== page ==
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Canteen for a young lizard.

Some desert lizards are born equippd with a temporary supply of fresh water, report scientists at the University of Arizona in Tuscon. During research on lizard reproduction, Carol A. Beuchat noticed that if the 2-inch-long baby "Yarrow's spiny lizards" were held a little too tightly they would leak a large drop of clear fluid. She was surprised, because the adult Yarrow's spiny lizards have no urinary bladder and excrete a nearly dry form of waste. Beuchat, David Vleck and Eldon Braun have subsequently discovered that baby lizards of this and other desert spcies have an internal sack, or bladder, containing pure water. By a month after birth this bladder shrivels up and becomes a vestigial organ in most species.

The water in this newly discovered "canteen" comprises about 10 percent of the newborn lizard's weight. (Unlike most lizards, Yarrow's spiny lizard bears live young.) Vleck says, ". . . the bladder is essentially a reservoir, and the babies use its water [at least in the laboratory] during periods of dehydration to maintain blood and other body fluids at normal volumes and concentrations."

The role of this bladder in the lizard's natural environment has still not been determined. Vleck says that baby lizards, which have a high surface-to-volume ratio, tend to dry out faster than do adults. But he thinks it most likely that the bladder evolved originally as a means for reptilian eggs to promote water uptake m the soil. Water moves across the shell of a reptilian egg from the side with the higher water concentration to the side with the lower concentration. But if the embryo could temporarily hide some of its water in a canteen, under dry conditions the egg could continue extracting water from the soil, rather than allowing the water to flow out of the egg.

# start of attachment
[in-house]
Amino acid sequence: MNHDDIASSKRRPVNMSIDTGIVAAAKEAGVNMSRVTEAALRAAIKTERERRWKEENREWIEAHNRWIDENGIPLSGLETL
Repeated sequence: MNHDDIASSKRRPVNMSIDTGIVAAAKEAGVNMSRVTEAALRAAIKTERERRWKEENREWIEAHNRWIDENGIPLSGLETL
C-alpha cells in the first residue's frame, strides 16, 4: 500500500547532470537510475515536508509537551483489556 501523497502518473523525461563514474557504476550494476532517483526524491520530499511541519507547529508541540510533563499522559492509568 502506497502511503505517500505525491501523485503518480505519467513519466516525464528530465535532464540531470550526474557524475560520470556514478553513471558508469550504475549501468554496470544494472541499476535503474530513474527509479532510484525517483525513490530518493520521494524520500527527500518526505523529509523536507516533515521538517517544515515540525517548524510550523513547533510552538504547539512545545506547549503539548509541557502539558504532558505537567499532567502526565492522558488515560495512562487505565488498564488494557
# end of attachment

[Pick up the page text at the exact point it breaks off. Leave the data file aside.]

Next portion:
"There is an advantage to having your 'canteen' full at birth," Vleck says. But he argues that its early withering is advantageous to the adults, since a full cantee would be likely to slow a fleeing lizard.
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Title Annotation:some desert lizards are born with a temporary supply of fresh water
Publication:Science News
Date:Aug 24, 1985
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